Monday, January 29, 2007

sitting on the couch while the cultural war rages on: why parents do not engage

As the mother of a daughter, there are several choices I’ve had to make that have been less than popular, and, at times, less than comfortable, in regard to how I allow my daughter to interact with our current culture. Such decisions have been made after a great deal of inner debate, and have been guided in part by insight from books I’ve read and discussed with others, such as Home Invasion by Rebecca Hagelin and Your Girl by Vicky Courtney. So when I came across Dean’s post about a hyper-sexualized middle school talent show a few weeks back, I began giving further thought as to why it seems so many other parents DON’T seem to be making similar choices.

Dean quotes from the original New York Times article about the highly provocative nature of the “talent” being displayed, then quotes another blogger who asks, “Why are parents giving up?” Dean responds that the answer is simple. “Many of these parents probably hold secret misgivings about what goes on in these productions, but silence them in an effort not to damage their child's acceptance in the achievement elite.” He concludes his post by saying, "Because those parents who might object to this kind of thing are silent, those who have the greatest tolerance for the sexualization of children continue to push the boundaries of acceptability. Combine this reality with the common belief that sexual mores inevitably become looser as time goes by and the belief that the highest calling one can have on one's life is to be a celebrity (which requires the early sacrifice of modesty) and you end up with talent shows like this one."

While I agree entirely that this is a legitimate factor, I disagree that it is as “simple” as this. I think there are many more reasons why even well-meaning, able-conscienced parents throw up their hands and allow their children to be swallowed whole by the culture. I will take a moment here to offer up just a few.

Rebecca Hagelin states, in the introduction to the afore mentioned book, “…too often, even good moms and dads, when confronted with the struggle—and believe me, it’s a struggle—simply give up. They shrug their shoulders and decide, 'I just don’t have the energy to argue. Everybody’s doing it, so what’s the harm in my child doing it too?' This syndrome has become the mantra of too many parents.” It takes energy to engage in the cultural war against our children and families. Many parents simply lack the energy or the motivation to stand up for what they know internally to be right and appropriate, because they think they are but one facing millions (or even just one other) and they are not up for the argument. They don’t want to be challenged or questioned, they don’t want to be given a hard time, they just want to sit on their couch and be comfortable. If every parent who had a conscience would take the time and energy to stand up for what they believe to be right and appropriate for their children, be it at the school talent show or with the entertainment industry or with their own child, we would see standards change. They would have to.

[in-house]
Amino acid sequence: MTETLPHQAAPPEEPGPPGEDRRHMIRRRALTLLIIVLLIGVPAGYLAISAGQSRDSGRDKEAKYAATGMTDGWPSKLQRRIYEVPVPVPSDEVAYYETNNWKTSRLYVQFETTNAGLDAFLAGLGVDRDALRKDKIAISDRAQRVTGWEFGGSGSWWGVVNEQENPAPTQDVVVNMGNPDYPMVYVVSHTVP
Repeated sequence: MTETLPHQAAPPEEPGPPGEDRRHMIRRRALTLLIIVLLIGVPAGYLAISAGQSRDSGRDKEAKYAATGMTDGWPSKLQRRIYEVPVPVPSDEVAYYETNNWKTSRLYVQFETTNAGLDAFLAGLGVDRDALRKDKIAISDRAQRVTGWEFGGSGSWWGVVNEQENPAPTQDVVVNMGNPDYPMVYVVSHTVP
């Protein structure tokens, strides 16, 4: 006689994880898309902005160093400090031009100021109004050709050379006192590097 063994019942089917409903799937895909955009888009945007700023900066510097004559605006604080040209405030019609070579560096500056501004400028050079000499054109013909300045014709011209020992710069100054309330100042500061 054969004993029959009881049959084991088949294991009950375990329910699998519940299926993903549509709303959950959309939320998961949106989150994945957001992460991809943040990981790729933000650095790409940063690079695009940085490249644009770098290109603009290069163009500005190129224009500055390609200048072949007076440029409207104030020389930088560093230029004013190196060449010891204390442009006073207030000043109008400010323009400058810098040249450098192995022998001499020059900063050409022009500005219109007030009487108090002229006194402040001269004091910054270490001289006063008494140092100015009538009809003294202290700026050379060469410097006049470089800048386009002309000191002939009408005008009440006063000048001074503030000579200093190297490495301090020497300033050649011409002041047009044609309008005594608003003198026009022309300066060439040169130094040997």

Furthermore, many parents not only lack energy and motivation, but conviction as well. It bothers them that their twelve year old is gyrating her pelvis on stage (or even just in the living room) with her abdomen exposed and the rest of her body barely covered, but they aren’t really sure why and they’re not bothered enough to really DO something about it. In a culture that lacks a moral compass, lines are not easily drawn. If a parent has not taken the time to draw these lines both for themselves and for their child, they are not equipped to respond to the uneasiness that arises within them in such situations. And they will likely not become passionate about it until the threat of pregnancy or STD is eminent, because those are the only lines they ARE clear about.

But the lines are not drawn come middle school, when the sign-ups begin for the talent show—they begin as early as life begins with the choices surrounding what their children will and will not be exposed to and how they will deal with such exposure. Rebecca Hagelin states, “…media companies who want your child to like their programming at, say, fourteen, start trying to captivate them at age four. The idea is to get the kids and the parents gradually numb to certain ideas that would normally offend their sensibilities—and they start, oh, so subtly and cleverly to do so.” Many parents have become numb to the culture because they are over-saturated by it. About ten years ago my husband and I partook in a little experiment and for all intents and purposes stopped watching TV all together. As the time has gone by, we find ourselves more and more appalled by what is on television, because we have not been regularly and systematically desensitized by the entertainment industry for the last decade. This makes us all the more vigilant about what we allow our children to be exposed to, because we have seen first hand how we can become numb to our consciences.